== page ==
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Optimising A Site In The Financial Services Sector


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6 replies to this topic

#1 purerizzo

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Posted 13 March 2013 - 06:06 PM

Hi! First post here, nice to meet you all!

 

I have been charged with taking ownership of a website for a company in the financial services sector (more specifically, Investment Management) and am having a difficult time with a few aspects:

  1. We seem to have a good "page/domain authority" for our company name, but only 2 of the 32 pages on our website rank on page 1 for this keyphrase. Should I perhaps ensure that the company name is not only in the titles, but also the meta descriptions and body copy?
  2. Our sitelinks have gone! Is this because (as I had read earlier...) I had not used 301 redirects to map the new URLs to the old ones? Is there any way of getting them back?
  3. It is very difficult to build links as we are regulated by the Financial Services Authority, and have to abide with compliance regulations. In an age where social media seems to add so much weight to rankings, how on earth are you supposed to climb the rankings when you can't make use of it? Similar difficulties arise with posting on blogs etc, as it counts as advertising/giving advice etc. Link building almost seems off-limits.

There's few points relating to my problems anyway. Any insight will be most appreciated.

 

Cheers!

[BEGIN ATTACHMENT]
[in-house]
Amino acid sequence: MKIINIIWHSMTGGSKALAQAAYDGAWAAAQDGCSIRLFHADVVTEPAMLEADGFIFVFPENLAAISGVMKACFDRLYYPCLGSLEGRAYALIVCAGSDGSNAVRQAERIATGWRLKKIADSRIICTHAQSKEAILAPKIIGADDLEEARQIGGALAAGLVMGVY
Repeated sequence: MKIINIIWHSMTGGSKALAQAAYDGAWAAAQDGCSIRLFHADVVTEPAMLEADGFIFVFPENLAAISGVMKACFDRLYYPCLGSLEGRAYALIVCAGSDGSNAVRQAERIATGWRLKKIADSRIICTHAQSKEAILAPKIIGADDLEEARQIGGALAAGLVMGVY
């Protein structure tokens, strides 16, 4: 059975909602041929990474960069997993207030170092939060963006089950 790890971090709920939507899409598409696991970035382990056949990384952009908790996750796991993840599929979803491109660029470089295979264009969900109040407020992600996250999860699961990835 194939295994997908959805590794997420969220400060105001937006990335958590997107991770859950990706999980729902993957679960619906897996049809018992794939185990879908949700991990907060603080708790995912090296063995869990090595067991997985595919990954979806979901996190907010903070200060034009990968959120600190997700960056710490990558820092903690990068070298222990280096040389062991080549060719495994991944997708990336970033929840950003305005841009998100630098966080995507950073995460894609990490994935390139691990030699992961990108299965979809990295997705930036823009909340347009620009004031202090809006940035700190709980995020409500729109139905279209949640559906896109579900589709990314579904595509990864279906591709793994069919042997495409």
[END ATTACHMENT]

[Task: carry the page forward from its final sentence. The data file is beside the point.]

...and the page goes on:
#2 qwerty

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Posted 14 March 2013 - 04:59 AM

Welcome to HR.

 

1. You shouldn't expect to see many pages showing up on page 1 for the same keyword phrase. That happens now and then for a few searches for some highly authoritative sites, but for the most part,it shouldn't surprise you that you don't see it. And you shouldn't be trying to make it happen most of the time. Each of your pages should be viewed as an opportunity to rank for different searches. After all, if all of your pages were about the same thing, there wouldn't be much point in having more than one page. I remember finding a search that my former employer pretty much owned, and being thrilled to see it. We had something like 5 or 6 of the top results for a non-branded keyword. But this was a relatively low-volume search, and a site with many millions of pages. A site with some 30 pages owning the top 10 for any keyword phrase? That just doesn't happen.

 

2. Your sitelinks are gone no matter what search you run? What happens if you search on the name of the company?

 

3. Link building is tough for everyone these days, and if there are regulatory limitations on the content the site can publish, I can see how that's going to make it tougher. But I did a site audit for a small company in the financial services field last year, and they had some content. They put out quarterly or semi-annual reports on the kind of work they did, and those reports were archived on the site. They didn't do a very good job of internally linking to the reports, so they weren't easy to find, but they had a few other sites linking to them.


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#3 purerizzo

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Posted 14 March 2013 - 05:39 AM

Thanks for your concise reply, qwerty.

 

1. I see what you mean - I've been reading that it's a good idea to target between 1 and 3 keyword phrases per page. My thinking is, that if I can use the Google Keyword tool to find the most searched terms (locally focused - we're a UK based firm) and put them to work on-page, we will start seeing more pages ranked. Does this seem like a reasonable approach?

 

2. Actually, there is one search term that still produces sitelinks. Bizarrely, these do not show up for the company name when omitting the "Limited" suffix. The "Limited" keyword is pretty much gone from the website too, so who knows how this is all connected...

 

3. I've been thinking more about getting appropriate internal links into the site - do you think this might help?


Edited by Jill, 14 March 2013 - 07:06 AM.